Recently I have experienced a new method of promoting wine culture in China, and I’d like to tell you about it.
On 4th March, I attended the finals of the first ‘Wine Star of China’ competition as the chair. The competition was hosted in Park Hyatt Shanghai and took a similar form of the highly popular reality talent show ‘the Voice of China’.
18 wine educators from 12 cities in China gathered in Shanghai to attend the finals. The candidates formed six teams, each guided by a mentor, and were pitted against each other to win tours to renowned international and domestic wine regions.
I have been keeping an eye on the competition for a while, so I knew that these candidates are not only wine enthusiasts, but also multi-talents who are good at combining their specialties with promoting wine culture. I didn’t watch the preliminaries, so I was rather surprised and moved by the atmosphere of the finals.
At the preliminaries, the contestants were first asked to choose one out of ten topics and improvise a speech on the spot; after that, they needed to taste and comment on two wines. The preliminaries gave 18 winners.
The winners then gathered in Shanghai to be chosen by six mentors, who are veteran wine educators in China. The mentors are among the most famous wine experts in the trade, several of whom are currently studying towards the Master of Wine or Master of Sommelier (I will name them below).
To mimic the ‘Voice of China’ show, candidates were asked to start their performance with the mentors sitting backwards. If one or several of the mentors were happy with him/her performances and would like to invite him/her to join their own teams, they would turn their chairs to face the candidate.
As such six teams were formed. Together the mentors and the team members designed a team performance for the stage of the finals.
The first performing team, ‘the Young Phoenixes’, was led by Fongyee Walker, co-founder of Beijing-based Dragon Phoenix Wine Consultants. Wearing colourful costumes, the team sang a humorous Chinese pop song ‘So Annoyed (Zui Jin Bi Jiao Fan)’. They changed the lyrics to talk about troubles in wine studies and learning, and immediately brought laughter to the audience.
Second on stage is ‘the Yang Army’ led by LU Yang, Corporate Wine Director for Shangri-La Hotels and Resorts. A female candidate went up on stage first to sing the famous Chinese song ‘Because of Love (Yin Wei Ai Qing)’, with Lu joining the performance at the climax. The audience was clearly surprised to find out the singing skills of the wine expert, and I’m sure fans of Lu Yang who came to the event were in for a treat.
‘The Legion of Martin’ was the third team to perform. Wine educator Martin HAO, who recently joined Robert Parker’s team as a Chinese expert, played the highly popular theme song of Chinese TV series The Legend of the Condor Heroes using, behold, the flute.
The fourth team ‘The Ju Commando’ was led by Julien Boulard, a Nanning-based educator who came from France but speaks fluent Chinese. The team dressed up in white shirts and black trousers, and danced passionately to hip hop music.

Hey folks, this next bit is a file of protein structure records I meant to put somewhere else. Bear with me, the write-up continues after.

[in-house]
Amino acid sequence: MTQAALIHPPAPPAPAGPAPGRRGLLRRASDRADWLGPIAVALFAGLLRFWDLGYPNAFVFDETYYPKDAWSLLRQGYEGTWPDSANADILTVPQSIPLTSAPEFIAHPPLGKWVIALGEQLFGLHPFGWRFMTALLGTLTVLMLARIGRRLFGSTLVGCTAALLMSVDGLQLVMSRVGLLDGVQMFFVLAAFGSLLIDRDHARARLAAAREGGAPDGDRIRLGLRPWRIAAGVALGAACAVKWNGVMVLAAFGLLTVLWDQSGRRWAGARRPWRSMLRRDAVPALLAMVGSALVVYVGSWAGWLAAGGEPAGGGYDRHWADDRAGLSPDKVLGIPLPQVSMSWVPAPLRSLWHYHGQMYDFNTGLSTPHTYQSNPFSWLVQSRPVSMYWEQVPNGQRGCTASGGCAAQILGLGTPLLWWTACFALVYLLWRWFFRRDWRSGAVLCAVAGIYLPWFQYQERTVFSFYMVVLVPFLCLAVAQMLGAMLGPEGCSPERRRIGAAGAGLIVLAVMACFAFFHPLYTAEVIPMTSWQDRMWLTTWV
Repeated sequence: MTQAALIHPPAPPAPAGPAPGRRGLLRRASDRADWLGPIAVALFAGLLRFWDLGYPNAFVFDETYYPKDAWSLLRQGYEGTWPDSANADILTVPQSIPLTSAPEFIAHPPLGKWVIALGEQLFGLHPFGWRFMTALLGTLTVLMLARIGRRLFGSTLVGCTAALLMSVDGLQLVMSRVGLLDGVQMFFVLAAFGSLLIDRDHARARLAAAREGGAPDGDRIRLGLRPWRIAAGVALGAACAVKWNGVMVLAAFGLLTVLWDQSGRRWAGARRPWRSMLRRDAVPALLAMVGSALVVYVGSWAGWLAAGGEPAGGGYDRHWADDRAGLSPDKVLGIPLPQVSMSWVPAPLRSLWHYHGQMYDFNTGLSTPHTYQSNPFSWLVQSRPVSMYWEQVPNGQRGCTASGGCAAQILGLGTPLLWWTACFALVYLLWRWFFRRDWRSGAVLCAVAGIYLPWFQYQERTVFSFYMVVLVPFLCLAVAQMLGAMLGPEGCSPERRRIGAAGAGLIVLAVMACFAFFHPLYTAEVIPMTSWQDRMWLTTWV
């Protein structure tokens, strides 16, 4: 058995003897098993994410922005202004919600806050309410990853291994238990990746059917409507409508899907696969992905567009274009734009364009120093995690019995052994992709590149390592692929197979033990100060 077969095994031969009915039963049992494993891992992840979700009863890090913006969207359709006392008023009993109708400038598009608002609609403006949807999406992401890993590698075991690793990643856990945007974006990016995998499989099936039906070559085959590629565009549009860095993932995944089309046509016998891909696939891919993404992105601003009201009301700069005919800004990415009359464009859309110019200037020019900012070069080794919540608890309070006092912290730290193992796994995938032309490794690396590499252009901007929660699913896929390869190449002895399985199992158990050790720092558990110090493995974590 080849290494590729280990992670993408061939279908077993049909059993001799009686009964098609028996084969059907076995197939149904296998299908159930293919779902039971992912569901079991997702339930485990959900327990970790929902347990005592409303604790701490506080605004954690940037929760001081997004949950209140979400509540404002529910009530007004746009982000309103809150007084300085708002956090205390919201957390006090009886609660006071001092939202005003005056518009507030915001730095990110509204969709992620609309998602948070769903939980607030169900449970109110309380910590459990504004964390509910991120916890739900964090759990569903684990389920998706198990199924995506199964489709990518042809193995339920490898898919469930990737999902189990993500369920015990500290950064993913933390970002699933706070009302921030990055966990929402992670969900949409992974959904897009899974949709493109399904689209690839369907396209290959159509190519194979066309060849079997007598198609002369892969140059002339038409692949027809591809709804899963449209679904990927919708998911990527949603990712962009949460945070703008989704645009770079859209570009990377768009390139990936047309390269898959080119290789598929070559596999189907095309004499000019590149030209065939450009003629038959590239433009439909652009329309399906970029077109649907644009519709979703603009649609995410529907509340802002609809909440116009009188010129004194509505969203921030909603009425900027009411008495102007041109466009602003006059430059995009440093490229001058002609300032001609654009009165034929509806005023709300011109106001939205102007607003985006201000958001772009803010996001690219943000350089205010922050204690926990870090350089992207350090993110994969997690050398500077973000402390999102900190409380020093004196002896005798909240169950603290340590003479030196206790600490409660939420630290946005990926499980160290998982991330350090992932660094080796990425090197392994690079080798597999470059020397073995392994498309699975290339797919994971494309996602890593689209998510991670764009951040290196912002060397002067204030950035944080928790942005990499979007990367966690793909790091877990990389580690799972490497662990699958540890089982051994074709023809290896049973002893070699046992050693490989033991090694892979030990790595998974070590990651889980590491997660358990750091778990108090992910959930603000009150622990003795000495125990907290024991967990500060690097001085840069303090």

Next on the stage were ‘quieter’ performers—the ‘CV Family’ led by veteran educator LI Siwei from Grand Wine Education. The team, as a ‘band’, performed music using wine related tools, including glasses and wine cases.
The final team, ‘The Mui Wine Family’, was led by Corinne Mui of Hong Kong-based wine education institute AWSEC. They treated the audience with hot and sexy dances, and even invited the audience to dance with them, heating the atmosphere of the competition to boiling point.
And that, I shall point out, was only the opening performance. The six mentors then drew lots to decide in what order their team members should go up stage to demonstrate their skills as wine educators.
Candidates were asked to explain a wine-related topic within three minutes, taste and comment on two wines, and answer randomly picked wine knowledge questions. Certainly, they also had to answer the harsh questions raised by the judges.
The winners of the competition were rewarded with wine region trips sponsored by wine trade bodies from Australia, New Zealand, Germany and Argentina, as well as the Chinese Skyline Gobi winery in Xinjiang.
The ‘Wine Star of China’ competition was organised by Aroma Republic, a wine culture education and promotion company built by a group of passionate Chinese wine enthusiasts.
The competition triggered heated discussions on the WeChat timelines of many in the Chinese wine trade. Some raised reasonable concerns regarding the actual profit of the competition—after all, events like this should be hosted for a commercial purpose, not charity.
That being said, there is little doubt that the ‘Wine Star of China’ competition has demonstrated a new method to promote wine culture in China.
What I have learnt is that to teach wine knowledge in China, you don’t need to keep a stern face, with your students sitting upright, stiff as a poker. The experience can be as light-hearted, lively and entertaining as the pop culture.
Translated by Sylvia Wu / 吴嘉溦
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